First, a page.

Wesleyan Methodist Chapel - Cwmbran (1904)

The revival which has broken out in South Wales does not remain in that part alone, and it does not require the presence of Evan Roberts to infuse the spirit of this revival into the Christian Church. Extraordinary services have taken place in the Wesleyan Chapel at Cwmbran during the past fortnight. Cwmbran is situated exactly half-way between Pontypool and Newport, and not far from the villages where the Spirit of God has been manifested so recently in such a remarkable way. The first signs of the revival took place three Sundays ago when after the sermon had been preached by the circuit lay agent on “Let me die the death of the righteous, he asked a few to testify for Christ, and one after another stood up and told what God had done for them. The last to testify was a brother who had been the greatest drunkard in the neighbourhood. He told them how God led him to see the light when he was quite drunk (a statement for which the writer can vouch), and had now kept him for two years. His words took a firm hold of his companions, of whom no less than six have surrendered all to Christ during the past week, some of them being notorious drunkards. The meetings have not been carried on in the usual way. They have been opened by prayer and reading, with short running comments by Mr A. Brace, a young local preacher, varied with invitations to come to the front of any with whom God’s Spirit was striving at the commencement and at different stages of the meeting. What was and is remarkable right throughout the meetings is the spontaneity, on some occasions as many as half a dozen commencing to pray at one time, and continually brothers and sisters are on their feet to pray, waiting turns. One old brother attempted six times to pray, and each time was forestalled by someone. It was a glorious sight to see sinners rising and coming to the penitent form seeking forgiveness. Amongst those who have confessed Christ is a young man who had been brought up in the Roman Catholic faith. After the singing of ‘Come to Jesus’, the question was asked, who will come to Him now? A man got up and shouted, I will, and then broke down. Then his wife came out to the penitent form and all his children. Another case occurred during the singing of ‘Throw Out the Life Line’. A passer-by who was drunk was so affected by the singing that he turned into the meeting. It was wonderful to see the change that took place in him before the meeting was over. He came forward and confessed Christ, and when the meeting closed he was a sober man. To describe all the incidents would take too much of your space. Never has the Spirit of God been felt in such a powerful manner before. Up to the present there have been sixty converts, and the meetings are to continue.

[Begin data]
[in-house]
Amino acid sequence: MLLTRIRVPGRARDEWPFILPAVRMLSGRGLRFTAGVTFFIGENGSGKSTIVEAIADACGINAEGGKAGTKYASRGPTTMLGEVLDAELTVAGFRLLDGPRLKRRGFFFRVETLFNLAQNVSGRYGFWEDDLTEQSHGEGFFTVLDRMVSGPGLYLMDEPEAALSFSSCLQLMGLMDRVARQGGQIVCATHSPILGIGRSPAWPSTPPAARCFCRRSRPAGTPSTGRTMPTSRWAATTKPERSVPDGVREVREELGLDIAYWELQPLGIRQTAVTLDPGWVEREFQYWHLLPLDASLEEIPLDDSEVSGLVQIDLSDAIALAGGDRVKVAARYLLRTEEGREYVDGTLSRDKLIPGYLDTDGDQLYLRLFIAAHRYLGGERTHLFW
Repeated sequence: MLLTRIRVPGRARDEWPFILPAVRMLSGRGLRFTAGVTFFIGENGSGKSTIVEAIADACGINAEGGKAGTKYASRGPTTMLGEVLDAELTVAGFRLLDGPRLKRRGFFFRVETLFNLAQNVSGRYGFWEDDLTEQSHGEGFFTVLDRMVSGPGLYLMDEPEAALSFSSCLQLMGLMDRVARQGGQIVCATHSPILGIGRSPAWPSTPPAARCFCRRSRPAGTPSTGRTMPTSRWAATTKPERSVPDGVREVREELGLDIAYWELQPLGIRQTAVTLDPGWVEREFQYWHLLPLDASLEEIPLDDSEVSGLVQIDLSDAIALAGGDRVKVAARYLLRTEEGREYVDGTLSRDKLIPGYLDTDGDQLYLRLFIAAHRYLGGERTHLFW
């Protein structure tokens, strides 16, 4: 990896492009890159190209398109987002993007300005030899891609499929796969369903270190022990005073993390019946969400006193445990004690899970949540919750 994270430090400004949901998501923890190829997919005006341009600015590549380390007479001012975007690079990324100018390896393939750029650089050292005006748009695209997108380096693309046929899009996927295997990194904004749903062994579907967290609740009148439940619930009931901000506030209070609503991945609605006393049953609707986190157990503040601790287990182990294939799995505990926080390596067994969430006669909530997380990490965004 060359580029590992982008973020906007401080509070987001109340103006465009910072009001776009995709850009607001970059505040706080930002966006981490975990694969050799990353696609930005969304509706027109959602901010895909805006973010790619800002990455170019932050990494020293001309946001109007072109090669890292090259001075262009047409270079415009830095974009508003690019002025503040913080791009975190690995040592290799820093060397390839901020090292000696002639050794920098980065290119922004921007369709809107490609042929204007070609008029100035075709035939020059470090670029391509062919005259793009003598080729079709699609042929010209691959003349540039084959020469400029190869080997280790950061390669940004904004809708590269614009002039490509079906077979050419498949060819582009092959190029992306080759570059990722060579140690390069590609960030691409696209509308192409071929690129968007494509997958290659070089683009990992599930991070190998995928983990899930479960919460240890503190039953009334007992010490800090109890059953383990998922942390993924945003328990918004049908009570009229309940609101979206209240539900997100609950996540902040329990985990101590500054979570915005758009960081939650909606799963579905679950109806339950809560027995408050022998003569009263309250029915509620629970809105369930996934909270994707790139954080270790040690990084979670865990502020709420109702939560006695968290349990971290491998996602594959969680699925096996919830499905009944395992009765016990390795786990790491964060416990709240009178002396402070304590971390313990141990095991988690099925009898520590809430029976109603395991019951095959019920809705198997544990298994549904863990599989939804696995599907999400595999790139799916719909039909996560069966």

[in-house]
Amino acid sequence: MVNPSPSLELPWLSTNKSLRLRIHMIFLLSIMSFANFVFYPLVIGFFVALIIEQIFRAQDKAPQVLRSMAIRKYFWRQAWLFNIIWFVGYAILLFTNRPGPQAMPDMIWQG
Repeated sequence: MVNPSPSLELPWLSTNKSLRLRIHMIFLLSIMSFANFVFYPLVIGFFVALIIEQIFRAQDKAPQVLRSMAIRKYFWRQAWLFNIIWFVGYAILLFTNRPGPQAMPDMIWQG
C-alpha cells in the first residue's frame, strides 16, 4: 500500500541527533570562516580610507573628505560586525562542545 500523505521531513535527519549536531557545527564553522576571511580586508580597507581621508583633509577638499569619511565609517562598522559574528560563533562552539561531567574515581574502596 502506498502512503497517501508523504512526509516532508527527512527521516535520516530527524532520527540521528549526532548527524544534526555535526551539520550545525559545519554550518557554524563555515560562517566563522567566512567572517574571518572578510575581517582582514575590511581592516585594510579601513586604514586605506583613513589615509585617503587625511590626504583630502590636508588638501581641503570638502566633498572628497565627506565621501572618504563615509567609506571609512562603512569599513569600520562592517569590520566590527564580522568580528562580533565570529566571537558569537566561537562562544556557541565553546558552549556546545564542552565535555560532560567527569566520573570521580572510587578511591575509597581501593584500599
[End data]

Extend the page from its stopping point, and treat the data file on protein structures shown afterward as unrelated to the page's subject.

From, 'The Great Revival in Wales', by S B Shaw, p21-22

Additional Information

Chapel demolished.

Related Wells